Cognitive Impairment and Autonomic Ganglionopathy

Laurie L. Barclay, MD


June 05, 2012

Autoimmune Autonomic Ganglionopathy With Reversible Cognitive Impairment

Gibbons CH, Centi J, Vernino S, Freeman R
Arch Neurol. 2012;69:461-466

Study Summary

Autoimmune autonomic ganglionopathy (AAG) is a rare form of severe autonomic failure linked to impaired transmission across the autonomic ganglia, caused by autoantibodies directed against the ganglionic nicotinic acetylcholine receptor. Although cognitive impairment is not a characteristic feature, some patients with AAG report cognitive impairment of unclear etiology even after treatment of autonomic symptoms. The goal of this prospective study was to evaluate the association among orthostatic hypotension, nicotinic acetylcholine receptor autoantibody titers, and cognitive impairment in patients with AAG.

At an academic medical center, 3 patients with AAG had neuropsychological testing in seated and standing positions before and after cycles of plasma exchange. Orthostatic hypotension and increased antibody titers were independently associated with neuropsychological impairment (P < .05). This association was especially pronounced in the domains of executive function, sustained attention, and working memory. Once the nicotinic acetylcholine receptor autoantibody titer decreased after plasmapheresis, however, cognitive dysfunction improved, even in the seated normotensive position.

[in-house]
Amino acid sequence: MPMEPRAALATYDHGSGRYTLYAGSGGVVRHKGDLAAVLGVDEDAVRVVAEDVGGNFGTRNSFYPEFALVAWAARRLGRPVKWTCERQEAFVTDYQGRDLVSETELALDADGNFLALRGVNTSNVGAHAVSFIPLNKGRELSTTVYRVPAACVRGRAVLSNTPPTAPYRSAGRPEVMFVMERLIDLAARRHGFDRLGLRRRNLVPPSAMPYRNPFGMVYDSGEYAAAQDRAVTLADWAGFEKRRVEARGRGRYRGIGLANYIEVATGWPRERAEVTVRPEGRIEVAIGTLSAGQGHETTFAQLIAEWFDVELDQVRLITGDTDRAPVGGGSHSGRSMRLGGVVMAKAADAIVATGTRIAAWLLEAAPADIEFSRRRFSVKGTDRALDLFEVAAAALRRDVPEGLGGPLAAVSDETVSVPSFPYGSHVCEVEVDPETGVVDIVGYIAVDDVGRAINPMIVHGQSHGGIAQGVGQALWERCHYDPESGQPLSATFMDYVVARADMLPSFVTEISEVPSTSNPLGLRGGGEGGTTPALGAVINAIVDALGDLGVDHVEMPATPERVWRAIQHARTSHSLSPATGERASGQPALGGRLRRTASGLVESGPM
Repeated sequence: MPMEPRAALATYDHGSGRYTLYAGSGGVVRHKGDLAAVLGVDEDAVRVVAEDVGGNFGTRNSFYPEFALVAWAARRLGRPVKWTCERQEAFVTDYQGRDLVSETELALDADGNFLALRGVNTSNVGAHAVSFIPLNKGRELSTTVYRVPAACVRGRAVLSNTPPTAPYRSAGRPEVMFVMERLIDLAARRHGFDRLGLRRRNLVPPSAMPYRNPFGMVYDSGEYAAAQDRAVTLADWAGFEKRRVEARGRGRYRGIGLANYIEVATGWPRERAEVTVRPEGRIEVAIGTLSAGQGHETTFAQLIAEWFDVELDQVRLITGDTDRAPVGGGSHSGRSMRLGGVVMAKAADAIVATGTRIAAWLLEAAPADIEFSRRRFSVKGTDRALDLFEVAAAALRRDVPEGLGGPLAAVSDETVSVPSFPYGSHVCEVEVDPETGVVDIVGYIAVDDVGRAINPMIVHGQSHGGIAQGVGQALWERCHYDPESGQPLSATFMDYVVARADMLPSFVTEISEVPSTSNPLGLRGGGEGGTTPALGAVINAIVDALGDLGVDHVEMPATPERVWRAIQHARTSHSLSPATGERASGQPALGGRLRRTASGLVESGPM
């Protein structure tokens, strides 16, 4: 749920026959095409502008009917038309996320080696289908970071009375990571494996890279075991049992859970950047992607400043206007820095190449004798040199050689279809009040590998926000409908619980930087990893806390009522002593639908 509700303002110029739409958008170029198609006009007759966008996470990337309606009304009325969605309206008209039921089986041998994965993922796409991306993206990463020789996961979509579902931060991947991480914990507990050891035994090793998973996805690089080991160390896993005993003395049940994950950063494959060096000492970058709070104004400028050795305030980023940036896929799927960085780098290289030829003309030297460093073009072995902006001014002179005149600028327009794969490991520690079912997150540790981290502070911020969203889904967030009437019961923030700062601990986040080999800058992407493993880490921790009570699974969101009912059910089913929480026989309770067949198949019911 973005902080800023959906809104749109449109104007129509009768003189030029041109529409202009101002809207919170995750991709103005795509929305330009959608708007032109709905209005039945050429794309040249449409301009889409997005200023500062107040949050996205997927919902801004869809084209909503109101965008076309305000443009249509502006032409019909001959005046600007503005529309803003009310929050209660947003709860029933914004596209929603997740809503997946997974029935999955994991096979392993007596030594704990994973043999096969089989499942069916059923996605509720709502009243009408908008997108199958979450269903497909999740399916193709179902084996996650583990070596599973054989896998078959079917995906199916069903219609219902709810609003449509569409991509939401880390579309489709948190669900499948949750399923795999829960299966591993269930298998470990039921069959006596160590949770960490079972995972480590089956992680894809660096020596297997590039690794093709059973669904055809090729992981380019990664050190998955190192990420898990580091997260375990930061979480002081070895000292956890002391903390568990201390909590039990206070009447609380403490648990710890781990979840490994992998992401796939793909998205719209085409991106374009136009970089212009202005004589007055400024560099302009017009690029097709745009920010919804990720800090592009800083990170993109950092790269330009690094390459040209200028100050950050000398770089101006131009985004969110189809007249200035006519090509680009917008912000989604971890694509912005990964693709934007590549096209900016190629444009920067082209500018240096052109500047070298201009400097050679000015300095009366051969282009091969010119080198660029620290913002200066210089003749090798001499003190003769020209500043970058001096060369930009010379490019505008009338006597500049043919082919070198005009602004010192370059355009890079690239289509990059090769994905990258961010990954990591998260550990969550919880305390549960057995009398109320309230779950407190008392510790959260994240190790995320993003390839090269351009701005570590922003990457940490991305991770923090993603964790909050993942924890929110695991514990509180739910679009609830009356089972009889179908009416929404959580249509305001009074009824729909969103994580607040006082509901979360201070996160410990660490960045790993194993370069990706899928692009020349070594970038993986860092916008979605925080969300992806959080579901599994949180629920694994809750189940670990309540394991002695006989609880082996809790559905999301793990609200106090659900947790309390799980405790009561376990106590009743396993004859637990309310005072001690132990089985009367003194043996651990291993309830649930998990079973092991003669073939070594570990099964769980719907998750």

In a small case series of patients with AAG, reversible cognitive impairment was independently associated with orthostatic hypotension and elevated titers of nicotinic acetylcholine receptor autoantibodies. These findings shed light on additional clinical manifestations of AAG and draw attention to a potentially treatable cause of cognitive impairment.

Study limitations include the small sample size, as a result of the rarity of AAG; cerebrospinal fluid studies done in only 1 patient; possible practice effects on cognitive test results; and possible placebo effects. In addition, the study design did not allow determination of the relative contribution of orthostatic hypotension and of elevated nicotinic acetylcholine receptor antibody titers to cognitive impairment. The improvement in cognitive scores after plasma exchange in both the upright and seated positions suggests that cognitive impairment is reversible in patients with AAG and may have implications for other forms of cognitive impairment associated with autoantibodies.



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